• Doreen Amony

    May 1, 2012 at 10:25 am Reply

    Hello Sara,
    This is very brilliant to say and thank you for writing about it. Its indeed true what you have written about here. Being a Ugandan who has grown up here, am thrilled to see that someone out there is thinking about what is really going on here. Am also pleased to know that there are such many people who’re interested in adoption from Uganda; Hope…
    Anyhow am sure this is the right group of people to ask this, what does one do to just give up a child for adoption even if its not an orphan but the mother cannot afford to take care of it and the partner is not being supportive? In Uganda today, most girls opt for abortion because they get unplanned pregnancies and abortion looks the only way out. And as a christian, I feel this is really a bad habit that is cropping up. The law says it is illegal yet people do it all the time. Is there such an adoption for such cases?

    • Sara

      May 1, 2012 at 9:04 pm Reply

      Hi Doreen.
      That’s a difficult but important question.

      Within the United States, it is common for women who are pregnant but who feel they cannot parent a child to choose adoption. I think this is a very good thing and an excellent alternative to abotion. Like you, I am a Christian and opposed to abortion. In the United States, a woman who finds herself pregnant has many resources if she choses to mother the child even without a partner – and this is very different than in Uganda. Women in the US can access resources like prenatal care, food, education, social services and counseling. Birth mothers who want to create an “adoption plan” have significant legal protection. They have to be counseled about their decision and their rights. If they change their mind, there is no one who can force them to place the child for adoption after the baby is born, even if the potential adoptive parents have paid her medical expenses. In other words, she has protection to make sure her rights are respected and resources so she can make a real choice.

      My fear in allowing women in Uganda to “make an adoption plan” in the same way is that they do not have the same protection and resources available. In Uganda, I’ve heard of circumstances of vulnerable mothers being pressured to place their child for adoption. Sometimes they are offered money. Once the adoptive parents are in the picture, there’s often no one to protect the mother’s rights if she changes her mind – or if the truth that she was bribed or coerced comes out. Furthermore, there are few resources available to support vulnerable mothers. I worry that women who want to be a mum would place children for adoption out of fear or desperation.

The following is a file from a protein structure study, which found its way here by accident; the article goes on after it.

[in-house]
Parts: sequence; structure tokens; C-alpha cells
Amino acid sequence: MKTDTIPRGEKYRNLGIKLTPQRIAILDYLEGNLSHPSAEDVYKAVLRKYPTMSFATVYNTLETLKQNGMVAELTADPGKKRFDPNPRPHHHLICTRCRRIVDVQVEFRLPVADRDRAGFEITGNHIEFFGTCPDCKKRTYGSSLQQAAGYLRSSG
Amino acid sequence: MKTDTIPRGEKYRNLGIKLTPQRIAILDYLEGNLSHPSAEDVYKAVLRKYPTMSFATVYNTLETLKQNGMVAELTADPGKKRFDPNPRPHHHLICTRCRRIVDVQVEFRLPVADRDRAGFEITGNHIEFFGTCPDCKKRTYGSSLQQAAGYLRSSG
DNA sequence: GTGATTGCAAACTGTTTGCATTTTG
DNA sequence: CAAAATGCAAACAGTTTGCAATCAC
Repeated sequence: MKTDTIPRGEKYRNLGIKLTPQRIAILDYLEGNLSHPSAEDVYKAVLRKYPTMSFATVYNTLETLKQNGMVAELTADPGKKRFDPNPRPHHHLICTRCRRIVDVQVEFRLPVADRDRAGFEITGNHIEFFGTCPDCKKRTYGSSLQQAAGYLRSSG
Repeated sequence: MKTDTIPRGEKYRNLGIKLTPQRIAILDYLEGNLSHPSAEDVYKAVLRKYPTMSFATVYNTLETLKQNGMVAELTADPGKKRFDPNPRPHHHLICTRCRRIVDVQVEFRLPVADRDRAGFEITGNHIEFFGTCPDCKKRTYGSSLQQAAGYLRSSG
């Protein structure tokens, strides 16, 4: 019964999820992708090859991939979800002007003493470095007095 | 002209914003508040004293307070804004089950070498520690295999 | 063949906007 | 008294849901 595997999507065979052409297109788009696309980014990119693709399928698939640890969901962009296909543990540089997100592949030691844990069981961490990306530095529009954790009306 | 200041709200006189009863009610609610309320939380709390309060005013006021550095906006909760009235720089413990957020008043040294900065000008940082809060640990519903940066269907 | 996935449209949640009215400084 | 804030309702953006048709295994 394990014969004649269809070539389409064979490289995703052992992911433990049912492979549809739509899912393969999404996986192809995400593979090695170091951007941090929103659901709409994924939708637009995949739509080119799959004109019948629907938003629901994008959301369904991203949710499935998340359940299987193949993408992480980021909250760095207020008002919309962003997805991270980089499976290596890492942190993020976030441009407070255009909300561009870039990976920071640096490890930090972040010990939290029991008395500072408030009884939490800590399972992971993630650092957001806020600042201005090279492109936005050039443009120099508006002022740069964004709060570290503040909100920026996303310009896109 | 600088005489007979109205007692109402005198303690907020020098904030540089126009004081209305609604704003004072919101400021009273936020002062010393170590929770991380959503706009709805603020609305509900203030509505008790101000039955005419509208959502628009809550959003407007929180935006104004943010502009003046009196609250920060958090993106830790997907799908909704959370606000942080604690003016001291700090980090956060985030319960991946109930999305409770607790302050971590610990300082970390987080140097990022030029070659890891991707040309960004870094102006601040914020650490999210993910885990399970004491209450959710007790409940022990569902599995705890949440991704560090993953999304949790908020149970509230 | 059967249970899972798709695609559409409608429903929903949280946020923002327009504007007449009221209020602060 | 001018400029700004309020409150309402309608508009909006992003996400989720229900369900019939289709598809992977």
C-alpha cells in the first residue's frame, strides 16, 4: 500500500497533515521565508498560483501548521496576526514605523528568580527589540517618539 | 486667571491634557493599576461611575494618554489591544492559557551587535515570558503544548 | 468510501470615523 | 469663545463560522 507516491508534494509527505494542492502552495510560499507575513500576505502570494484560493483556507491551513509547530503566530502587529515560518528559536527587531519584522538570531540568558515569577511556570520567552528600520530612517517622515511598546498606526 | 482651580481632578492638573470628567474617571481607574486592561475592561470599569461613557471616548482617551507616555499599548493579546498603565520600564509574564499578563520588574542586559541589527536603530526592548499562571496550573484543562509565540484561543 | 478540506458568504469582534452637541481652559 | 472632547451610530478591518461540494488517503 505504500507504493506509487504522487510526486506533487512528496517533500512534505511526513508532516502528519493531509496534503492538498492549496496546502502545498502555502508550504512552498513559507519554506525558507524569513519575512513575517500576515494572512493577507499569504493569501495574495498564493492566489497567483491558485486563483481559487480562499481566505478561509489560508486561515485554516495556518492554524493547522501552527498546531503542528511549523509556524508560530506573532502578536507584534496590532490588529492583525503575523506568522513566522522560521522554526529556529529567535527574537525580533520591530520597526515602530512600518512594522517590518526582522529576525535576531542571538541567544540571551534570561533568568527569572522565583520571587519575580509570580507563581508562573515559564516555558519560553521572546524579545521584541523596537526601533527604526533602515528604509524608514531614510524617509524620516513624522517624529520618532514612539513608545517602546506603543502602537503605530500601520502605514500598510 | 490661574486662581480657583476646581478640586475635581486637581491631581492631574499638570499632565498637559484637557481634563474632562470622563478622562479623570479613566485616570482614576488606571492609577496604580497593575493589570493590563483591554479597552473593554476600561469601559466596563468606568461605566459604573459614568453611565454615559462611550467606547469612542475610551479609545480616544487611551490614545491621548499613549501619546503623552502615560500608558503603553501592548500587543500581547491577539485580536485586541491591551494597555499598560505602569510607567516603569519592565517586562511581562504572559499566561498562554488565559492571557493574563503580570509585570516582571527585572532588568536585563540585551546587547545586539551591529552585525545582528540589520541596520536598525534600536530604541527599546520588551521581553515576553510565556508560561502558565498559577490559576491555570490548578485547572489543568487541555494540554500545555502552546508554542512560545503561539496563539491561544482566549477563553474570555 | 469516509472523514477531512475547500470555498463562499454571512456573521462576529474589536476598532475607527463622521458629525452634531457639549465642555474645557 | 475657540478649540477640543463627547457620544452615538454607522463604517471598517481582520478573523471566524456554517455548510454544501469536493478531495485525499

So in my opinion, there are a few bigger questions. First, what would it take to support mothers and families in Uganda in a way that women can make a real choice about parenting? Second, what can we do to protect these mother’s rights so they are not exploited by having their children placed for adoption? An even bigger question is how can we support young women to make better decisions about their bodies and their futures – and how can we encourage men to value women in and outside of marriage? As long as men are more or less taking advantage of women who have little ability to determine what happens with their bodies (rape, prostitution, etc), there will continue to be a high rate of unwanted pregnancy. The answer is not as simgple as letting women place children for adoption – or legalizing abortion or increasing access to birth control for that matter! The bigger issues is PROTECTING women from exploitation, holding men who use sexual violence accountable, giving women the ability to provide for their families so they do not have to remain in abusive relationships.

      I know all of this is very “big picture” and the question remains what about a woman who finds herself in that situation now. The first thing I would say is that I’d love to see Ugandans adopting Ugandan babies. I know of one home in Mengo in Kampala – Malaika – who is encouraging domestic adoption and I believe they have a wait list of Ugandan families who want to adopt. When international families get involved in birth mother adoptoin internationally, I think the potential for abuse is TOO high. There’s just too much money involved and there are too many people willing to exploit vulnerable women for their selfish gain. I sincerely think international adoption should ONLY be an option when domestic adoption is not a possibility – and domestic adoption should only be considered when the biological family is unable to care for the child.

      To sum it up, I’d say yes, women should have the right to choose adoption rather than abortion – but this is only truly a choice if the woman has legal protection and access to resources she would need if she wanted to parent. But no, I don’t think these babies should be adopted internationally. There are Ugandan families willing to adopt. And perhaps even more importantly, men who exploit women – rather through prositution, rape, abuse or just broken promises – need to be held accountable. Women need to have increased access to education and opportunity so they can make better decisions for their bodies and their families.